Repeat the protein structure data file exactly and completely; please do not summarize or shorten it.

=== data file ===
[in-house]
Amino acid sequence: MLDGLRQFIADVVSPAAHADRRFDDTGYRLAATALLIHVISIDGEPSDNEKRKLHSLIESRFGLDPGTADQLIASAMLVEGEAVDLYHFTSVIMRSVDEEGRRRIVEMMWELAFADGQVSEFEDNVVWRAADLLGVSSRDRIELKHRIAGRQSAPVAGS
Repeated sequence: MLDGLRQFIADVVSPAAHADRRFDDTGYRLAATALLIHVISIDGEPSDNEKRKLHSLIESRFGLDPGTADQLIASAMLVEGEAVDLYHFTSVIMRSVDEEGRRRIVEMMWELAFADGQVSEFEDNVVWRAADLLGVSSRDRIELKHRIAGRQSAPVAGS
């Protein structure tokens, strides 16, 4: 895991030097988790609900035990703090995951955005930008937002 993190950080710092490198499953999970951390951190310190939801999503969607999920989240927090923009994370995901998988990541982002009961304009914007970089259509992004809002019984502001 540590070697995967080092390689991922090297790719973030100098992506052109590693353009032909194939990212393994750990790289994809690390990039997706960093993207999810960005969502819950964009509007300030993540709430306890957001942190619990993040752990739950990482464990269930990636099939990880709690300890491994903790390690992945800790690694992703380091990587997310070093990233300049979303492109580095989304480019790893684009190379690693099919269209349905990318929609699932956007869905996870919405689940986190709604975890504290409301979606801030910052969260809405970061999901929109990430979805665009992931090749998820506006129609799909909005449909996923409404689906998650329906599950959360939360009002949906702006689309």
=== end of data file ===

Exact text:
[in-house]
Amino acid sequence: MLDGLRQFIADVVSPAAHADRRFDDTGYRLAATALLIHVISIDGEPSDNEKRKLHSLIESRFGLDPGTADQLIASAMLVEGEAVDLYHFTSVIMRSVDEEGRRRIVEMMWELAFADGQVSEFEDNVVWRAADLLGVSSRDRIELKHRIAGRQSAPVAGS
Repeated sequence: MLDGLRQFIADVVSPAAHADRRFDDTGYRLAATALLIHVISIDGEPSDNEKRKLHSLIESRFGLDPGTADQLIASAMLVEGEAVDLYHFTSVIMRSVDEEGRRRIVEMMWELAFADGQVSEFEDNVVWRAADLLGVSSRDRIELKHRIAGRQSAPVAGS
């Protein structure tokens, strides 16, 4: 895991030097988790609900035990703090995951955005930008937002 993190950080710092490198499953999970951390951190310190939801999503969607999920989240927090923009994370995901998988990541982002009961304009914007970089259509992004809002019984502001 540590070697995967080092390689991922090297790719973030100098992506052109590693353009032909194939990212393994750990790289994809690390990039997706960093993207999810960005969502819950964009509007300030993540709430306890957001942190619990993040752990739950990482464990269930990636099939990880709690300890491994903790390690992945800790690694992703380091990587997310070093990233300049979303492109580095989304480019790893684009190379690693099919269209349905990318929609699932956007869905996870919405689940986190709604975890504290409301979606801030910052969260809405970061999901929109990430979805665009992931090749998820506006129609799909909005449909996923409404689906998650329906599950959360939360009002949906702006689309």